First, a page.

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Was it unreasonable for me to ask that people make room for a dad using one lane of the bike trail to teach his kid how to ride?" Not unreasonable, IMO, but perhaps unwise.

Darwin award candidate--not the kid, but the Dad.

Great news about the Metro Center CaBi station. That will help with the bike balancing issues at some of the nearby stations.

I'm looking forward to the new stations later this year. And maybe the 40 additional stations that have been proposed. Greater density downtown will make CaBi even more useful, especially for midday trips to run errands. Or just to take a break and go for a short ride during the work day.

Unfortunately the CaBi stations don't do anything about some of the aggressive cab drivers who continue to be insistent about getting to the next red light before every cyclist. (Then the cabs just sit at that red light, with no time saved on their trip.)

As for teaching a kid how to ride, a nearby parking lot would be a much better idea. Or one of the many quieter side streets in Alexandria, just off the MVT. Sometimes I ride through Old Town just to look at the architecture. There is very little car traffic on many of those roads, at least in non-rush hour periods. A kid and his father would be perfectly safe riding on those streets.

Re the Walter Reed Drive/Four Mile Run intersection, I don't think the infrastructure contributed to the accident. It seems that the cyclist made a serious error in judgment by trying to make that right turn at speed coming off of the steep downhill of Walter Reed Dr. It's best for cyclists to slow down almost completely before even thinking about turning at that intersection.

What's so sad about so many of the trails around here is that so many people don't seem to realize they're overcrowded. Riding on Mt. Vernon or WO&D on a nice spring Saturday is like driving on the beltway at rush hour -- not something you'd do for fun, and certainly no place to teach a beginner. But it seems that people just don't know any better, they think bikes belong on trails and nowhere else. He'd be better off teaching his kid on just about any residential street in the area.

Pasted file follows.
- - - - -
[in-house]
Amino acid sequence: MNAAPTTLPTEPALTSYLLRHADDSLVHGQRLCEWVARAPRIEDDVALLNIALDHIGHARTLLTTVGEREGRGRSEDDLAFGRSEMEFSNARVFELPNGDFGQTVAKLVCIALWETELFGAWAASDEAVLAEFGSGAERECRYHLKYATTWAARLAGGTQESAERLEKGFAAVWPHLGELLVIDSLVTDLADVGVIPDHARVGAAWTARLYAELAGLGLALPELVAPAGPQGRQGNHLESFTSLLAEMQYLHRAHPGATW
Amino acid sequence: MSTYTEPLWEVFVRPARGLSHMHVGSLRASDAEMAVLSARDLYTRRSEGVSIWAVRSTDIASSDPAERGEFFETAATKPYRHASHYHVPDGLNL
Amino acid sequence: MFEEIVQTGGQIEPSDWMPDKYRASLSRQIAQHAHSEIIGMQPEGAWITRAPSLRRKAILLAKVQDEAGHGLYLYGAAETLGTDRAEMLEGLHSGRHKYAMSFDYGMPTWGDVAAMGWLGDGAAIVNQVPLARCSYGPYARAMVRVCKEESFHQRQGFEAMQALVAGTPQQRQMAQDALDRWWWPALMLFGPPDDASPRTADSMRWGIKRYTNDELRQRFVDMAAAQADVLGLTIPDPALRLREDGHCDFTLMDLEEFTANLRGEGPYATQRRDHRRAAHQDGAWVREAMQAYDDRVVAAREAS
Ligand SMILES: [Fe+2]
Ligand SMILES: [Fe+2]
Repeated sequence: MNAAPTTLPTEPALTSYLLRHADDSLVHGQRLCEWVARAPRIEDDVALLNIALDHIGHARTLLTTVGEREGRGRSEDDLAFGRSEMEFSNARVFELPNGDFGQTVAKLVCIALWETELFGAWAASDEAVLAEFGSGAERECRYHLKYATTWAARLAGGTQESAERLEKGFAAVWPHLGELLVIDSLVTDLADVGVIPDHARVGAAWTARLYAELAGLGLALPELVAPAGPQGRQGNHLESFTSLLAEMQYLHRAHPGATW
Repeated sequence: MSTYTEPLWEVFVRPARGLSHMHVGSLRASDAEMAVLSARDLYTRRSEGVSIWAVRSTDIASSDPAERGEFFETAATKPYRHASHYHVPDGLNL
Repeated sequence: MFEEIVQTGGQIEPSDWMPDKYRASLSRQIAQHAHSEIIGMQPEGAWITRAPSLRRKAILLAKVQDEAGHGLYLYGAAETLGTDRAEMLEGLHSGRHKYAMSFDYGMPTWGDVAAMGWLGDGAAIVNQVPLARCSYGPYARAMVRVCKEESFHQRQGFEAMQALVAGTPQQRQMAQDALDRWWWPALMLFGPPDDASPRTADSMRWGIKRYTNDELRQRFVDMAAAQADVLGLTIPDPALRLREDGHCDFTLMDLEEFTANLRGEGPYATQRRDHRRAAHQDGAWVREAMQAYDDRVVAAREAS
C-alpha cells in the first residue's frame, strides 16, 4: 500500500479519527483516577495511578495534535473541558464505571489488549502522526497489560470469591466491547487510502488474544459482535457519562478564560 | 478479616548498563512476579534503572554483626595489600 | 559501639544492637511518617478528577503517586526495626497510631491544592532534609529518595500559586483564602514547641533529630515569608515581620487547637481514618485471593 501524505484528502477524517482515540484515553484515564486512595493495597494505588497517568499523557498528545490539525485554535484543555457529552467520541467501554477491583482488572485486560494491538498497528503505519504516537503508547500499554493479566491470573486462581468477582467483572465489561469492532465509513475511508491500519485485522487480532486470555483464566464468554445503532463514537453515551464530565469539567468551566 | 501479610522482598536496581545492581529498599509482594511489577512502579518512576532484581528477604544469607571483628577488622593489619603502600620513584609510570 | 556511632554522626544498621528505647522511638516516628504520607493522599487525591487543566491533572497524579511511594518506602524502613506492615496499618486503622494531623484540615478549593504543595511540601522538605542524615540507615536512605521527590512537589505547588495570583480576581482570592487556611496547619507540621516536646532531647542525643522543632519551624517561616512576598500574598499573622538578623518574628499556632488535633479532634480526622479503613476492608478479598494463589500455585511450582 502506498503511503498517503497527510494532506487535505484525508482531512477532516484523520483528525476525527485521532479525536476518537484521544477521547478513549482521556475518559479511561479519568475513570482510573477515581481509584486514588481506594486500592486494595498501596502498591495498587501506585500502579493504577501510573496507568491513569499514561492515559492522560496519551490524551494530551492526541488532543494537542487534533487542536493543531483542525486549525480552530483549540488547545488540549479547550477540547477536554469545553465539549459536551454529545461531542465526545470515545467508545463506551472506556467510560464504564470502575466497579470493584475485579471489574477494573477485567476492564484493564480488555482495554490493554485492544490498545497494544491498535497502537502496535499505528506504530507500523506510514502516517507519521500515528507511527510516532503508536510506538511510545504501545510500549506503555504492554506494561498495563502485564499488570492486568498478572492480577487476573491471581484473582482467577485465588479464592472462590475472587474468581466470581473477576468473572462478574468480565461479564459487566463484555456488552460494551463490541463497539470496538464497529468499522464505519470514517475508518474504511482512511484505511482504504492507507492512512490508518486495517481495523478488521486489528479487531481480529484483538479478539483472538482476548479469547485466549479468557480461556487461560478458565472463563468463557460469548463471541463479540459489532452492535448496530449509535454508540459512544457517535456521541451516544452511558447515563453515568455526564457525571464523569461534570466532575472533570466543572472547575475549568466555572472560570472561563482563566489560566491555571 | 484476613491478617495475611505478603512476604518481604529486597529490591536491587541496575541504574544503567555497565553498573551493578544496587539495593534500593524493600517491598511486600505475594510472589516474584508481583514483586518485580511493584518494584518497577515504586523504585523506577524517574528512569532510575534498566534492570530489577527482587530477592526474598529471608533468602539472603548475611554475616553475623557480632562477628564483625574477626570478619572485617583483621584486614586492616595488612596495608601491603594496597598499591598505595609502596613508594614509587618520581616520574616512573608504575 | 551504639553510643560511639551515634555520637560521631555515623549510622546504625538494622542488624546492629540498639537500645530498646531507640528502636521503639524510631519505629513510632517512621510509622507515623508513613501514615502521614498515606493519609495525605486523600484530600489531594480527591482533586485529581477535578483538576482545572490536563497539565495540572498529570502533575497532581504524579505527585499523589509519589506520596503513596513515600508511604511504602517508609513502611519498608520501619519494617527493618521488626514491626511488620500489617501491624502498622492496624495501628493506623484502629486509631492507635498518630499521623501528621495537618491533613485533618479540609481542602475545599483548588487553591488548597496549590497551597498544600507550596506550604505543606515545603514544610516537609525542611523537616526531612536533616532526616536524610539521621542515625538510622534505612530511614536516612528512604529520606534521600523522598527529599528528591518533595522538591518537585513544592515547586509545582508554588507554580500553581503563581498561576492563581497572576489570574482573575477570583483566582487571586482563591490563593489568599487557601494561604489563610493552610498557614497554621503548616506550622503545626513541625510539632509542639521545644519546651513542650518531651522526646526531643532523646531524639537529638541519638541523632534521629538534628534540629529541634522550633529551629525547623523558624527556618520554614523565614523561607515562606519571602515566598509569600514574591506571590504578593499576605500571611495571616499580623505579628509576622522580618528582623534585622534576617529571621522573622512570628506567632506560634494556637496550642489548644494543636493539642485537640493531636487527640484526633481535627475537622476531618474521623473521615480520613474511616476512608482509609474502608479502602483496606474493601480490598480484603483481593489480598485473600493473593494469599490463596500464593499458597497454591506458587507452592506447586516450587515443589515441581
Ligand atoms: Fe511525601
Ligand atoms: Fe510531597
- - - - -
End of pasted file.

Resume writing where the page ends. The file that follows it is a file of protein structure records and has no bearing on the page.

it was nice to see that Ray LaHood quote the other day about his concern over bicycle safety stemming from how drivers interact, rather than repeating the usual 'wear a helmet' incantation. helmets treat the symptoms, but we need to start treating the causes

Re: Kid riding on MUP

I agree that in this circumstance, given the kid's skill level, he should have been in a neighborhood park loop or school lot, etc. But at what age/skill level do you believe it is ok to have kids/novice riders on trails like CCT or MVT? This is an issue of all trails, really.

There is no doubt some cyclists have unrealistic expectations of trails. Reading the comments on the WP site, I cannot help but hear a bit of an automobile driver's bad attitude towards other trail users. Perhaps the cyclists who passed this kid should write in to Dr. Gridlock and complain about how these kids are slowing down their commute and holding up traffic. I know we are constantly being treated as 2nd class guests by all the other people with whom we share roads and trails, but I don't think co-opting their selfishness is going to help us any.

I know the plan for the Purple line adds separated cycle track to the GBT. Are there active efforts to add this to any of the other high use trails in the area? Or perhaps that is just too simple of a solution. It would seem every user type would be in favor of this, no?

The father of the kid learning to ride on the Mount Vernon Trail answered his own question - "...like trying to merge onto I 95..." You wouldn't attempt that move with your completely novice teenage driver either. It takes a certain amount of skill to operate in heavy traffic, no matter whether it is bike traffic or motor vehicle traffic.

Michael, I don't think we know enough to know why the cyclist made that turn. As someone else pointed out, that move makes sense if the cyclist was trying to avoid some other, more immediate threat, like a turning car.

Im worried about the number of drivers I see without helmets. 60mph and no protection for your head? Insane!

But at what age/skill level do you believe it is ok to have kids/novice riders on trails like CCT or MVT? This is an issue of all trails, really.

When you can hold a line.

My kids were not allowed on the MVT until they could show me that they were competent at holding their line and until they could maintain focus on cycling. Even then I would only take them on the MVT when it was lightly used.